"Adoptive parents make true and lasting difference through children"

From the Heart

A story published in the Lubbock Avalanche-Journal Tuesday, September 19, 2006.
Re-published here with permission.
Article by Ray Westbrook.

A few years ago, Merinda Condra began surveying her blessings and saw in her possession a nice home, a good education and a prospering career - and knew it was something she wanted to share with a child.

"I was raised to believe that what you are supposed to do is make the world a better place, and I think I had been looking for a way to do that for a very long time," she said in describing the new direction her life took when she decided to adopt a daughter from Russia.

She saw her time spent in close association with politics - that time after graduating from Texas A&M University, but before graduating from the Texas Tech School of Law - as containing an aspect of futility. Though she doesn't say so, her explanation sounds like the contemplations of Solomon in the Bible's book of Ecclesiastes.

Emma and Merinda.

Emma Condra, shown being held by her mother, Merinda Condra, during a visit in orphanage in Russia, was brought to the United States just before her first birthday. She will be 3 on Monday. --Provided by Adoption Covenant

"All these other ways seemed to be temporary: A law is passed; it is repealed. Somebody is elected; and they are un-elected. All these things seemed so temporary," she said.

"It finally hit me: The way we make a true and lasting difference is through children."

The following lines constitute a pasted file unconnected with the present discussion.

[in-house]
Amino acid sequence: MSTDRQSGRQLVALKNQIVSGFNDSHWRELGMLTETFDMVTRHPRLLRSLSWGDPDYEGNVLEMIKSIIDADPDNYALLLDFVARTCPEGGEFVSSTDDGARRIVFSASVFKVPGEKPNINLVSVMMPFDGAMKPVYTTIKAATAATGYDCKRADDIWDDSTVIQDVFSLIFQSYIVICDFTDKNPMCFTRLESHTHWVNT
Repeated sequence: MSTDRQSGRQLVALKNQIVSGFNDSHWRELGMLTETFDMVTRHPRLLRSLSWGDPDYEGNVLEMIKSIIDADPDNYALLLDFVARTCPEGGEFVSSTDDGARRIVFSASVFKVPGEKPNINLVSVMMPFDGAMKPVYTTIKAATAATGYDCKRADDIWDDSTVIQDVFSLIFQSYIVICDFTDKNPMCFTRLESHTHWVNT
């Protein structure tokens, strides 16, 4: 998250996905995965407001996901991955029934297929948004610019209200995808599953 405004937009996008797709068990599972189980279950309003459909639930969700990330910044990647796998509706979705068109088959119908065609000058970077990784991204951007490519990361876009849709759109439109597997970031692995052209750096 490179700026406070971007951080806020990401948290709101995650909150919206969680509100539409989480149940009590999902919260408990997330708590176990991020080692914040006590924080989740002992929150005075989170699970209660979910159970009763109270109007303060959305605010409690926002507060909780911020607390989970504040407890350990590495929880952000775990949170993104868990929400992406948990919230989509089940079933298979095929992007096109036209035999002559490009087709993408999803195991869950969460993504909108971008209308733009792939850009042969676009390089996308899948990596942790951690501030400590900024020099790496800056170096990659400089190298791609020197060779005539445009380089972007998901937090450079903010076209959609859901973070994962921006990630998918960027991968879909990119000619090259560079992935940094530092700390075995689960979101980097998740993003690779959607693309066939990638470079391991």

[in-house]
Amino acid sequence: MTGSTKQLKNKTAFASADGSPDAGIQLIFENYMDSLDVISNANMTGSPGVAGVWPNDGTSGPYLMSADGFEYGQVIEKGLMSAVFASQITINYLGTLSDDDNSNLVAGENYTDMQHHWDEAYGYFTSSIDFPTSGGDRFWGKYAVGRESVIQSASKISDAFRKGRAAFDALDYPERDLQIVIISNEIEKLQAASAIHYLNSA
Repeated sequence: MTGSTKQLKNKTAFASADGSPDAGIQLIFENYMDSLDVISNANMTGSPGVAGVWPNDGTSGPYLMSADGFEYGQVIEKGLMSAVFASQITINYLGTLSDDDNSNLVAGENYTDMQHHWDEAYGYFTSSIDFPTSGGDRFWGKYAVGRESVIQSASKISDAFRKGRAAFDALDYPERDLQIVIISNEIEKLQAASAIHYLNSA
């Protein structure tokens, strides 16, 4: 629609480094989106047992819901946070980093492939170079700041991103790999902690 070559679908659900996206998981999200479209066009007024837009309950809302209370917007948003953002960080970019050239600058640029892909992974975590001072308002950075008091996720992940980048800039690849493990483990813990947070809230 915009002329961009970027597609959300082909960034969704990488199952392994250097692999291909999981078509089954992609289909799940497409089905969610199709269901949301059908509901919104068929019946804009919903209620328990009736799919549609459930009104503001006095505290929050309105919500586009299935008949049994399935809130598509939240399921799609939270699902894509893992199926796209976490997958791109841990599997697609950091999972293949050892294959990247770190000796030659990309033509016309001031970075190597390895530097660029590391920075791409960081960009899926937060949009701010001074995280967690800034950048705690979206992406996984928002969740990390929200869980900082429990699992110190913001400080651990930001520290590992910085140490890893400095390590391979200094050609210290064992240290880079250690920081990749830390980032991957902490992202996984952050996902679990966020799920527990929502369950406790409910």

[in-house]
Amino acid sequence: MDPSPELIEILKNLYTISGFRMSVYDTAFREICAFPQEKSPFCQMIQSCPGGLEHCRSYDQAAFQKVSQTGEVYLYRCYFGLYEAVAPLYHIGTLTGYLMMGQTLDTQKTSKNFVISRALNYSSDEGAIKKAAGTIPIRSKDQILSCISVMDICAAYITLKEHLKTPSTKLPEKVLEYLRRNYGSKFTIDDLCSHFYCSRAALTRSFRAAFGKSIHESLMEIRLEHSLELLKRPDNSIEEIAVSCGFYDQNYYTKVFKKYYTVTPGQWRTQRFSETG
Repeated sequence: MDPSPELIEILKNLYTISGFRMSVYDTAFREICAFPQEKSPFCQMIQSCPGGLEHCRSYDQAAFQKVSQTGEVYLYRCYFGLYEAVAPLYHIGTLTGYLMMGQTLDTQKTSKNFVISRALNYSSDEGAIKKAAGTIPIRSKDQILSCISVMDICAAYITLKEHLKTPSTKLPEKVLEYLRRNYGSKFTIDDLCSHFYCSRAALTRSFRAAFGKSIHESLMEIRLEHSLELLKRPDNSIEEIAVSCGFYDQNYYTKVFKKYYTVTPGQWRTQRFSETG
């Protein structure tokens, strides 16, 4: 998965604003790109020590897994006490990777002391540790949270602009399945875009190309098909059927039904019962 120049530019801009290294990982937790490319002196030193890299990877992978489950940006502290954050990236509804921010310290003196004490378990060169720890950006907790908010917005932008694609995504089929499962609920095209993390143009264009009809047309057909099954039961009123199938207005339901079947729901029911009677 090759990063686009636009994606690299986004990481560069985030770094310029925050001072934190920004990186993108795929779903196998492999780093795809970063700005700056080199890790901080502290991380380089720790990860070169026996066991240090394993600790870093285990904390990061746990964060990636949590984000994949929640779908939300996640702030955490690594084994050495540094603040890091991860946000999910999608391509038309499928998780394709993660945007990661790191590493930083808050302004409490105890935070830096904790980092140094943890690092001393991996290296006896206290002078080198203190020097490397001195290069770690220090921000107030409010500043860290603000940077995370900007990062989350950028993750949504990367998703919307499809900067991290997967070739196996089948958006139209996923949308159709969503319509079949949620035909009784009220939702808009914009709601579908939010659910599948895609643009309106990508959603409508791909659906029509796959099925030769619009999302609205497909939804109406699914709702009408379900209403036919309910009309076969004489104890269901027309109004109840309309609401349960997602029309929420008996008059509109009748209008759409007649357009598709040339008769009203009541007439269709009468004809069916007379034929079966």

She added, "People say the end justifies the means, but no, it's the means, it's how we treat our children. It's giving them a home. It's giving them tools. It's giving them love.

"Children who don't have what they need growing up are forever changed."

After completing her law degree, she had joined a law practice with her father, Gary Condra, in Lubbock.

The resources gained from a successful career as an attorney provided what it would take to adopt a child.

Emma and Merinda at the office.

Emma Condra, almost 3, points out a sign at her mother's nonprofit agency, Adoption Covenant. Merinda Condra adopted her daughter from an orphanage in Russia. --Provided by Adoption Covenant

"I did everything you are supposed to do on researching an agency: I contacted the Better Business Bureau; I contacted licensed agencies. And I started working with an agency in Michigan," she remembers.

"I gave them an awful lot of money, put together all the paperwork - everything. And nothing happened. I kept thinking, this is so overwhelming for people, what's it like for somebody who is not a lawyer?"

She remembers, "I kept complaining to anybody who would listen, and a few who didn't want to, about how somebody ought to fix this. And I guess God got tired of hearing me complain, and said, 'You have the tools. You could work to fix this.'

"So we started Adoption Covenant."

She set up Adoption Covenant as a nonprofit entity and began filling out papers for would-be adoptive parents.

Emma is a Texan.

Emma Condra has become a West Texan in just two years. Her mother adopted her from an orphanage in Russia shortly before Emma was 1 --Ray Westbrook / Staff